Fuar Naim, 75, of "unrecognized" Al-Naim, just outside Haifa, told a journalist: "It started in 1948 when they took away our livelihood--our herds of goats, cows and sheep. Then, in the early 1960s, they erected a fence around our homes, telling us the land was a military zone and that any animals that strayed outside the fence would be confiscated." The Bedouins' 4,000 dunums (1,000 acres) shrank to 800--hardly more than the ground their homes stood on. Most were forced to give up their livestock, becoming laborers or unemployed. Worse was to come. "One day in 1963 the army entered the village and arrested all the men," said Naim. "We were taken to the jail in Akko [Acre] for five days, none of us knowing why we had been arrested." Upon their release, they returned to find their homes demolished by army bulldozers, and their wells opened and pumped dry. Naim claimed four children were killed when they fell into the empty wells. The villagers built temporary shelters, hoping for permission to rebuild their village. Nearly 40 years later, they are still waiting, living in tents or corrugated-iron huts that provide little protection against the severe Galilee winters. There are no toilets, and water is supplied by illegal pipes from two tanks filled with water from a nearby "legal" village. Electricity is available for a few hours each day from a generator. Residents can be arrested for any building construction or improvement. Israeli policy calls for the inhabitants of Al-Naim--and three nearby Bedouin villages of Demaide, Husseini and Kamani--to move to Wadi Salami, a "planned town" for Arabs. The villagers refuse.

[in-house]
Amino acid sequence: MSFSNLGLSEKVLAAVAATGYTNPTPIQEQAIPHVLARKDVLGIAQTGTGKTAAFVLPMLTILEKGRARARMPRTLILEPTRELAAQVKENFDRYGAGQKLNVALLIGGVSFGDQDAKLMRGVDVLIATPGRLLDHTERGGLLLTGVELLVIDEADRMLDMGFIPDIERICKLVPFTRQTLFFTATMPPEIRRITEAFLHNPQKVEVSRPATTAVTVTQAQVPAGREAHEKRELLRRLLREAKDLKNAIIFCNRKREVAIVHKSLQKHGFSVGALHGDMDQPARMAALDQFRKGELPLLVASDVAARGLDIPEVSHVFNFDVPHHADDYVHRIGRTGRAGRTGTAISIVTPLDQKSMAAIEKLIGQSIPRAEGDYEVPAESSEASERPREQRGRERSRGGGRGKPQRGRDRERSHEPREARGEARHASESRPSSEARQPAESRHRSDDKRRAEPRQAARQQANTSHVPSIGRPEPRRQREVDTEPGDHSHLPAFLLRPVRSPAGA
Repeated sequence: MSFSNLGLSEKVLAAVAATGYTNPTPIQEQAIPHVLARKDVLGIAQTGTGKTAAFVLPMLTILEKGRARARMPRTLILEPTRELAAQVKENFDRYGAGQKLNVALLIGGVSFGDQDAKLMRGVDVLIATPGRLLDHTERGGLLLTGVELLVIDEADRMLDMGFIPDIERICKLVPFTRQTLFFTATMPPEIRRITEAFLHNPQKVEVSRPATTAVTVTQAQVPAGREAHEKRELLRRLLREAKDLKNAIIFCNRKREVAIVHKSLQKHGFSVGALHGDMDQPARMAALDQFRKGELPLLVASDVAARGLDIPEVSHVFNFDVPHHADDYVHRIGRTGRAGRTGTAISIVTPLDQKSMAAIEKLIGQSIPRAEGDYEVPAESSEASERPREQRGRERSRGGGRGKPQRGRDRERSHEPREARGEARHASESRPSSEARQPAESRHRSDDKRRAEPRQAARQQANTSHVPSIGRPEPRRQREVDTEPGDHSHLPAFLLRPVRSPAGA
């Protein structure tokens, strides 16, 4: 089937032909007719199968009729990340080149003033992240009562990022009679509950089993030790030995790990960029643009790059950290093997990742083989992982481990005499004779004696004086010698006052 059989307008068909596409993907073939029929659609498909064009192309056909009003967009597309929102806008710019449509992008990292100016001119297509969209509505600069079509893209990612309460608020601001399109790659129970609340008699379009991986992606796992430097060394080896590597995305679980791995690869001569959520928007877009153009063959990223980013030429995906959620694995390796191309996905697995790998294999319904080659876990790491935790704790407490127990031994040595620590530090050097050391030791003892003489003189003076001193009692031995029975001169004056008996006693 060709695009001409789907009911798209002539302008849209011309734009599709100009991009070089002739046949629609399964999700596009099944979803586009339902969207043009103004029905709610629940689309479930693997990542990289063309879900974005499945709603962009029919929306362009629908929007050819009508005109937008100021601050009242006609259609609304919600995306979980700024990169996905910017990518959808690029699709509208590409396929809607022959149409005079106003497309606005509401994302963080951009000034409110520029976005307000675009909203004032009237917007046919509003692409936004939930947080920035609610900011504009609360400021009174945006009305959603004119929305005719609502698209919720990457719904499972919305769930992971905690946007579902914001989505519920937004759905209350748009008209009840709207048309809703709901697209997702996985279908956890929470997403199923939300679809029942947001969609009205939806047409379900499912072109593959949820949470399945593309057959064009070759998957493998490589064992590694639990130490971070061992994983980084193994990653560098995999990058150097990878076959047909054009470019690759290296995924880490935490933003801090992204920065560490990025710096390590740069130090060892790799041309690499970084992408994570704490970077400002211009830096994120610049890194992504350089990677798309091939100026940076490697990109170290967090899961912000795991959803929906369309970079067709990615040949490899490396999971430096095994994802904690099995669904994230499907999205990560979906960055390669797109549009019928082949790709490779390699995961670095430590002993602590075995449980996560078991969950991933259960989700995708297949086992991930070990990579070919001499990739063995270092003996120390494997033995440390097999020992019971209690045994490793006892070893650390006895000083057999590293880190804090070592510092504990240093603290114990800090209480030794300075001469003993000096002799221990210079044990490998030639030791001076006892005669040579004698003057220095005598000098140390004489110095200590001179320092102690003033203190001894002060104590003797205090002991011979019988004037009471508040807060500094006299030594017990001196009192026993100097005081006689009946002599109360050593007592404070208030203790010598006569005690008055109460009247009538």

Khaled Khalil of the Association of Forty, an organization campaigning for the unrecognized villages, says conditions in Al-Naim are the worst outside the Negev, where Israeli authorities seek to force over 60,000 Bedouin to relocate by denial of services. "[T]he government earmarked this land for Jewish development," he says. "They kept up enormous pressure to make sure the inhabitants moved out." Al-Naim residents finally won recognition 3 years ago, along with 8 of the Galilee's other largest Arab villages. But little changed, as new bureaucratic obstacles were found. Said Khalil: "Although the village is officially legal, in practice this means almost nothing. Under planning laws, the land is classified as an agricultural zone and so residential buildings on it are still illegal. Any houses they build can be demolished. In effect the village is legal but every house in it is illegal." (Jonathan Cook for Al-Ahram Weekly Online, Jan. 10-6)

Israel's Bedouin--130,000 in the Negev and 70,000 in the Galilee--constitute one quarter of Israel's Muslim citizens, and are Israel's most disadvantaged sector. Now undergoing a traumatic transformation from their traditional nomadic way of life to a nearly forced urbanization, they have Israel's lowest level of education, health care and housing, and the highest level of unemployment. Conflicting land claims remain unresolved since 1948. Slum conditions at Bedouin towns established by Israeli authorities in the Negev do not attract the 70,000 Bedouin still living in nomadic encampments or "unrecognized settlements." Writes one commentator: "The Bedouin who for many years refused to identify with Palestinian radicalism or Islamic fundamentalism, many of whose sons demonstrated their loyalty to Israel by volunteering for service in the IDF, are in recent years being steadily driven into the arms of the Islamic Movement." (Moshe Arens in Haaretz, Jan. 15) [top]